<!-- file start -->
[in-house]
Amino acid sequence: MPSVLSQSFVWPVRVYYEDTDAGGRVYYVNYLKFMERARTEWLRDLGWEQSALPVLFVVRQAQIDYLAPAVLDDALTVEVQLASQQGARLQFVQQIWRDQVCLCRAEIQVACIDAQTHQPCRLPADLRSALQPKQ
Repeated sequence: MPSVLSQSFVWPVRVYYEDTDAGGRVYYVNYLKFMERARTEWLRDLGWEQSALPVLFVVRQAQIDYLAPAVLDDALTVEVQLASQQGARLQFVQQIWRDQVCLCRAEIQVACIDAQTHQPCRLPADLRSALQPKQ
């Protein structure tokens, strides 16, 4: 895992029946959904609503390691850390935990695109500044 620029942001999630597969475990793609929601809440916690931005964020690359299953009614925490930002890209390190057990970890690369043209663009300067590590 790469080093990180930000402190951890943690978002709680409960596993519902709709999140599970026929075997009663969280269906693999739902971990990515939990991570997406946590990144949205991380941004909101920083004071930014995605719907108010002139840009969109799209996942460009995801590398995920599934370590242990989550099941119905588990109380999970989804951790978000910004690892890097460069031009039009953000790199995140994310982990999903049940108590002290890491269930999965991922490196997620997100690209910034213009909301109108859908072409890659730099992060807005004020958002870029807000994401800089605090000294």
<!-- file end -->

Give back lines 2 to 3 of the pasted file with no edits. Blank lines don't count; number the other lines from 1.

Amino acid sequence: MPSVLSQSFVWPVRVYYEDTDAGGRVYYVNYLKFMERARTEWLRDLGWEQSALPVLFVVRQAQIDYLAPAVLDDALTVEVQLASQQGARLQFVQQIWRDQVCLCRAEIQVACIDAQTHQPCRLPADLRSALQPKQ
Repeated sequence: MPSVLSQSFVWPVRVYYEDTDAGGRVYYVNYLKFMERARTEWLRDLGWEQSALPVLFVVRQAQIDYLAPAVLDDALTVEVQLASQQGARLQFVQQIWRDQVCLCRAEIQVACIDAQTHQPCRLPADLRSALQPKQ